Jump to content
Sign in to follow this  
iacas

Apple v. FBI

Note: This thread is 1531 days old. We appreciate that you found this thread instead of starting a new one, but if you plan to post here please make sure it's still relevant. If not, please start a new topic. Thank you!

275 posts / 14958 viewsLast Reply

Recommended Posts

32 minutes ago, inthehole said:

OK, this is getting a bit condescending, but I'll reply by saying from what I understand, the preferred method of communication among terrorists is currently social media which is more often taking place on cell phones.   That is where this discussion should be focused, not illogical suppositions about gross government intrusions.

I don't think it's condescending. I am a bit incredulous as to what strikes me as a pretty foolish position on this subject. Terrorists are not just going to say "Oh, they've cracked us. We have no other possible means of communicating. We should just give up." They'll simply find another way.

I can go out right now and encrypt a file securely enough that only you or I could ever decrypt it ("ever" being "within a few years"). So who cares if they're doing this in the open.

And you don't need to crack the encryption on a cell phone to communicate and send encrypted files. Besides, the type of encryption we're talking about is not even "social media" but rather the actual files on the phone. For that, you need to have physical possession of the phone and it has to be in somewhat working order. The odds of recovering a terrorist's cell phone AND hoping that they didn't find some other form of encryption (there are hundreds available, and they could make their own keys, etc.), are slim to none, yet you want to give up my freedoms and privacy and protections for that?

I don't know that you really understand the technology or how it's used in this. You seem to be willing to give up a lot just to "stop terrorism" but give no weight to the idea that this is likely never going to do a thing to stop terrorism. Heck, if phones are forced to have a back door, it could actually AID terrorism because, let's say ISIS kidnaps a U.S. government official and is able to get to sensitive data on his phone. Oops. :-P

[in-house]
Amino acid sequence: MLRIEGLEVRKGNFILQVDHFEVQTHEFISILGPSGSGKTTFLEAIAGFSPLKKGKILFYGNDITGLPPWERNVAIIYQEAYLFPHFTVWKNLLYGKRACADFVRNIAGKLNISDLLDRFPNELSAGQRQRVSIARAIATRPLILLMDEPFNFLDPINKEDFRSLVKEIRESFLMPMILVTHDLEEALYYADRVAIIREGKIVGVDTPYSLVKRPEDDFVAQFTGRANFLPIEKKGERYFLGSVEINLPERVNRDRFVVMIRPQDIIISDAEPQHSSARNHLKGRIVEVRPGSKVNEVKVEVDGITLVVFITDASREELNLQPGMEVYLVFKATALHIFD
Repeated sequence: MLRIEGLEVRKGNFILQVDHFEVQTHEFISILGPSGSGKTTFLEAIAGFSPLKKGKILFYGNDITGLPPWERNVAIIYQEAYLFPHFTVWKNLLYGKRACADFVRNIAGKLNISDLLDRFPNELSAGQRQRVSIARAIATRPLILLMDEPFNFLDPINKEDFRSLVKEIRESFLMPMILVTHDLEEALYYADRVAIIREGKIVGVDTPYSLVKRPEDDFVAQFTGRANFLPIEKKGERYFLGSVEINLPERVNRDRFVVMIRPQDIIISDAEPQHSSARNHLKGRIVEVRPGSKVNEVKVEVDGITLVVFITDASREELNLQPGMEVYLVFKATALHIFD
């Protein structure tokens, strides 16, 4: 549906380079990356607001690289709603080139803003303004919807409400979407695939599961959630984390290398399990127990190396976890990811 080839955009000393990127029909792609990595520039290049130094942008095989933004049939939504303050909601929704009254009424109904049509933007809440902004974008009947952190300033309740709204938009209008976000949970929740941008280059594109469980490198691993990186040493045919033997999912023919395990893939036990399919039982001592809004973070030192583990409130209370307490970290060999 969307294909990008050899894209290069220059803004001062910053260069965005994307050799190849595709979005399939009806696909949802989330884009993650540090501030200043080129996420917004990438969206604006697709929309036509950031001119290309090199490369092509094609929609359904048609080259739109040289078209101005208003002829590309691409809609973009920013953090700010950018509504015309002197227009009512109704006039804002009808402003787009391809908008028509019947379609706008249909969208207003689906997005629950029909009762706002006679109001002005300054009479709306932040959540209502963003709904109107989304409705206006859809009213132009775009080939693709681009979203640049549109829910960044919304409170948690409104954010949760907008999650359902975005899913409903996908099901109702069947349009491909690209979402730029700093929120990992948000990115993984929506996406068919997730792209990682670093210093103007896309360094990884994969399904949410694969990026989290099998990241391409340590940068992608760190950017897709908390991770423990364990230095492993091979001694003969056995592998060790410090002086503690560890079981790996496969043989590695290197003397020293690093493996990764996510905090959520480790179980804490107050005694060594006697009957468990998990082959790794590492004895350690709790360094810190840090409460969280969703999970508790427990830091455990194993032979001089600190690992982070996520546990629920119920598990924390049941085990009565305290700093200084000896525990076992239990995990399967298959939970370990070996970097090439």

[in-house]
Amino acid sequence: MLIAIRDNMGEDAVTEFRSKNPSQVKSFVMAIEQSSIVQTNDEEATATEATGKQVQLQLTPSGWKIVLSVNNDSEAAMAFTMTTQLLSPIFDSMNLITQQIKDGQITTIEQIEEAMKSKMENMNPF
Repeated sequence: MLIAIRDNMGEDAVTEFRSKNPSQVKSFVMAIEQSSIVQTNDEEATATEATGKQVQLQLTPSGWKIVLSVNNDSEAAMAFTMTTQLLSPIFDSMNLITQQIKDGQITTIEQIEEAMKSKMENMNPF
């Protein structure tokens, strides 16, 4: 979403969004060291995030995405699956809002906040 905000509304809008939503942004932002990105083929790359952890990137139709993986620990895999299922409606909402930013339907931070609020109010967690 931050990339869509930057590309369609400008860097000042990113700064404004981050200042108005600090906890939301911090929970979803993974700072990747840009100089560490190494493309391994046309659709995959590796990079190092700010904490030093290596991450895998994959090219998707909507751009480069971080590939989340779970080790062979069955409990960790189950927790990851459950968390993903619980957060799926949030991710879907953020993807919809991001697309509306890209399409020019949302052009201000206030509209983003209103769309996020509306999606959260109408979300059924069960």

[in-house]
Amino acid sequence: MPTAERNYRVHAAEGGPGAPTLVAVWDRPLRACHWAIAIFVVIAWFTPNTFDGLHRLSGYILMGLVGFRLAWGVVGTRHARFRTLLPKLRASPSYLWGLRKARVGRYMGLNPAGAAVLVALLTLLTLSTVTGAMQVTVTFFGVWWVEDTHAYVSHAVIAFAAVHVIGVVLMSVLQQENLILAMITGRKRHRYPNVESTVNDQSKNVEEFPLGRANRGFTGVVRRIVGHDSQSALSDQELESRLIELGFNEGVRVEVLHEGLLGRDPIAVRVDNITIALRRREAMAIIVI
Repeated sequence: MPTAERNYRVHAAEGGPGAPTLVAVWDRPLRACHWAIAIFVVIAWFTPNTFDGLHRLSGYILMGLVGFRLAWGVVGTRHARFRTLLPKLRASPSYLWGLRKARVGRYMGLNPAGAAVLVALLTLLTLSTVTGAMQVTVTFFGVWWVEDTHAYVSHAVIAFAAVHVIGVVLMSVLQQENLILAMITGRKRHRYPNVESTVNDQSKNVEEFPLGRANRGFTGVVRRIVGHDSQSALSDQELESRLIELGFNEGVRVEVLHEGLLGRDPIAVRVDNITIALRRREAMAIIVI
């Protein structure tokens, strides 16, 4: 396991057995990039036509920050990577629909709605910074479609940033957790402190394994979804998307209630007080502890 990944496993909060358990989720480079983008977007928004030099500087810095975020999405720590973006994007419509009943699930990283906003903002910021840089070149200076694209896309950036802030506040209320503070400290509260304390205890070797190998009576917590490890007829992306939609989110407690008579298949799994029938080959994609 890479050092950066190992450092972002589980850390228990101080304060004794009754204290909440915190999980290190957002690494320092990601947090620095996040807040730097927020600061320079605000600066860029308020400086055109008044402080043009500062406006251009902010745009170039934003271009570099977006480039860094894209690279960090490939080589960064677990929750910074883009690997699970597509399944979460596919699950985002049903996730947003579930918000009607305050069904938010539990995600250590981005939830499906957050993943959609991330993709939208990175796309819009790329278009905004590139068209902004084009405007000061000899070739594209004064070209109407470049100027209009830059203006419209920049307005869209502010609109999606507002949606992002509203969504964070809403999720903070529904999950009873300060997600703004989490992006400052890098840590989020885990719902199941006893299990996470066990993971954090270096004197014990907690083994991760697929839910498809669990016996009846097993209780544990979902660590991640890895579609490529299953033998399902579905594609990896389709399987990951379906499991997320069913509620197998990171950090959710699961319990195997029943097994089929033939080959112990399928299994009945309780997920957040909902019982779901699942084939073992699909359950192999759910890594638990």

On March 9, 2016 at 11:23 PM, inthehole said:

I'm late to the party ... Bottom line is that I have NOTHING that I consider private enough that I wouldn't give permission to the govt to see if it could be applied to subvert terrorism.   I'm not a terrorist so I have nothing to hide.      I consider terrorism that much of a threat, that I'm willing to lose some personal privacy.   I support the FBI and apples thumbing its nose will likely affect my decision to buy their products in the future 

By weakening encryption on cell phones you aren't just giving the government (which you clearly trust despite a long history of the government continuing to encroach on privacy), you're weakening the encryption for everyone else who might have a very keen interest in things like your medical history, your bank accounts, your passwords, etc.

Share this post


Link to post
Share on other sites
Awards, Achievements, and Accolades

https://thesandtrap.com/search/?type=all&q=Apple+FBI